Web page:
Rich Criminals in SoCal Are Upgrading Their Jail Digs for a Price

Individuals accused of some of the worst crimes imaginable are enjoying luxuries like cushy beds and flat screen TVs under an infuriating pay-to-play program exposed by the Los Angeles Times last week.

In what is commonly called “pay-to-stay” or “private jail,” a constellation of small city jails — at least 26 of them in Los Angeles and Orange counties — open their doors to defendants who can afford the option. But what started out as an antidote to overcrowding has evolved into a two-tiered justice system that allows people convicted of serious crimes to buy their way into safer and more comfortable jail stays.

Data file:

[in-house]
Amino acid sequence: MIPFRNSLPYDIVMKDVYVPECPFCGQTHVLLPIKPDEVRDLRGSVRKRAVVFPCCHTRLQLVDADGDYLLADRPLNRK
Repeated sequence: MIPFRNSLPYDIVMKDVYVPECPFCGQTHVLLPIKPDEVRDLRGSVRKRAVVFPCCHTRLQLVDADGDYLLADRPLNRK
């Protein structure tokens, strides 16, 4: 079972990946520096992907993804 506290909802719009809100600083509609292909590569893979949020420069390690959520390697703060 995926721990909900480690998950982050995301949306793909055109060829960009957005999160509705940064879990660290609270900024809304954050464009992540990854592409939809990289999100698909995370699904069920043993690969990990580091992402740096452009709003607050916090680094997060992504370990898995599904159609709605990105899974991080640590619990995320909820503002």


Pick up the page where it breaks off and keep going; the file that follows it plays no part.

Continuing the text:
An analysis by the Marshall Project and the Los Angeles Times of the more than 3,500 people who served time in Southern California’s pay-to-stay programs from 2011 through 2015 found more than 160 participants who had been convicted of serious crimes including assault, robbery, domestic violence, battery, sexual assault, sexual abuse of children and possession of child pornography.

Law enforcement says the program is contributing to an imbalanced justice system that rewards serious offenders who are willing and able to pay. And pay they do. From 2011 through 2015, an average stay in one of these facilities was $1,756, with the most expensive coming out to $75,050.

“The whole criminal justice system is becoming more and more about: How much money do you have? Can you afford better attorneys? Can you afford to pay for a nicer place to stay?” said LAPD Detective John Eum.

Read more about the pay-to-stay controversy here.


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